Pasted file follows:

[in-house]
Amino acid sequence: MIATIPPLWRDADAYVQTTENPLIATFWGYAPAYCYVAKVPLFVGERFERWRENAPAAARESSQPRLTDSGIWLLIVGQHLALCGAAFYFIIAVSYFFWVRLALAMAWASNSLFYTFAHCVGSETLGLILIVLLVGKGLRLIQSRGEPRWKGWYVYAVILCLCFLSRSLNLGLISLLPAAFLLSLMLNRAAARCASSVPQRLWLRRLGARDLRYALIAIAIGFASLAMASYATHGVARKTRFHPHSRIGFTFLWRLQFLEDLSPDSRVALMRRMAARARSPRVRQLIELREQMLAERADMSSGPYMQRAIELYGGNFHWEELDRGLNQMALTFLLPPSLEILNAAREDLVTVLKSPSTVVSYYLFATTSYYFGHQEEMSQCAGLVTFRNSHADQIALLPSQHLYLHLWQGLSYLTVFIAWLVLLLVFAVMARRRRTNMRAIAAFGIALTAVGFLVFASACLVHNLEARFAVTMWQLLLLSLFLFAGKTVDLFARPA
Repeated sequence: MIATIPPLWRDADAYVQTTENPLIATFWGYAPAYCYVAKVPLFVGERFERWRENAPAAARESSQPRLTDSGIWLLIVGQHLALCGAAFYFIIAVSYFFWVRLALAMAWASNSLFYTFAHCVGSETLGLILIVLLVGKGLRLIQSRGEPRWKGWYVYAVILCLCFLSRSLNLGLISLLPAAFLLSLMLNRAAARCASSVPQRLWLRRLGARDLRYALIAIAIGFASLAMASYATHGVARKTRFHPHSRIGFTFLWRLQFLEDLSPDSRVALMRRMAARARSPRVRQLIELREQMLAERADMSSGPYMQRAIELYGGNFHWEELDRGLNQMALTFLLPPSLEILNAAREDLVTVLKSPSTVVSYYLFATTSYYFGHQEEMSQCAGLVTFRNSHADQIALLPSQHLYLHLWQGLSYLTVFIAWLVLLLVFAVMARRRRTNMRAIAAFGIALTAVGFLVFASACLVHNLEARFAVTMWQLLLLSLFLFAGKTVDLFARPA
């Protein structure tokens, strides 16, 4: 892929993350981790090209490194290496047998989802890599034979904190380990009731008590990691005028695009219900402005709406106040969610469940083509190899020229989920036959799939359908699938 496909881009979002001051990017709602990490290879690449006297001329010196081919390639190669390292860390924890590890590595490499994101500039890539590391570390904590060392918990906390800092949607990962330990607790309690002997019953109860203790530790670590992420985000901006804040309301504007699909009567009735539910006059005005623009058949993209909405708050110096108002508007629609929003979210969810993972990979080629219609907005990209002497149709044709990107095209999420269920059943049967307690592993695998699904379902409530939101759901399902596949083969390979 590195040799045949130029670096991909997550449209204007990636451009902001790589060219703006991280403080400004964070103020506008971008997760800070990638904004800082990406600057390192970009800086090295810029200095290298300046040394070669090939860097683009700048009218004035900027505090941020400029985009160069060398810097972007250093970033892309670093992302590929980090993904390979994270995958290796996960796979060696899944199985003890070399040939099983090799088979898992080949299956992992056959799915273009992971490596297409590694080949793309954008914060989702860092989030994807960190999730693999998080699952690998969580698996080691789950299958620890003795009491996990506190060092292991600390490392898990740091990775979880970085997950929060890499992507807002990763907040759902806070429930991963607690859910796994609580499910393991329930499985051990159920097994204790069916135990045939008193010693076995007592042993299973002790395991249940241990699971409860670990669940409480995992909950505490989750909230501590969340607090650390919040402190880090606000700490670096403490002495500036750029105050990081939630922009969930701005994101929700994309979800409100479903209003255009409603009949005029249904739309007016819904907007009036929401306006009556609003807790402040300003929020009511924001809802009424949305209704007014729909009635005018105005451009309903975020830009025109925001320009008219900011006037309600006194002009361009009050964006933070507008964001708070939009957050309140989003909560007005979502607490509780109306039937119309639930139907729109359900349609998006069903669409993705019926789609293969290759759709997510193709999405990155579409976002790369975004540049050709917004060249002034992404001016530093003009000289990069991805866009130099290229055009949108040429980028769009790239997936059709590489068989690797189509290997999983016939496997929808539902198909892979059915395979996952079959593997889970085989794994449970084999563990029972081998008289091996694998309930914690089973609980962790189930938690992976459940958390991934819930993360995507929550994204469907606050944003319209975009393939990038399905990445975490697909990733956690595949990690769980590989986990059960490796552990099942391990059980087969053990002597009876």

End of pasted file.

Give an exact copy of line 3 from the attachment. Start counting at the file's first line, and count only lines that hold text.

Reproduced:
Repeated sequence: MIATIPPLWRDADAYVQTTENPLIATFWGYAPAYCYVAKVPLFVGERFERWRENAPAAARESSQPRLTDSGIWLLIVGQHLALCGAAFYFIIAVSYFFWVRLALAMAWASNSLFYTFAHCVGSETLGLILIVLLVGKGLRLIQSRGEPRWKGWYVYAVILCLCFLSRSLNLGLISLLPAAFLLSLMLNRAAARCASSVPQRLWLRRLGARDLRYALIAIAIGFASLAMASYATHGVARKTRFHPHSRIGFTFLWRLQFLEDLSPDSRVALMRRMAARARSPRVRQLIELREQMLAERADMSSGPYMQRAIELYGGNFHWEELDRGLNQMALTFLLPPSLEILNAAREDLVTVLKSPSTVVSYYLFATTSYYFGHQEEMSQCAGLVTFRNSHADQIALLPSQHLYLHLWQGLSYLTVFIAWLVLLLVFAVMARRRRTNMRAIAAFGIALTAVGFLVFASACLVHNLEARFAVTMWQLLLLSLFLFAGKTVDLFARPA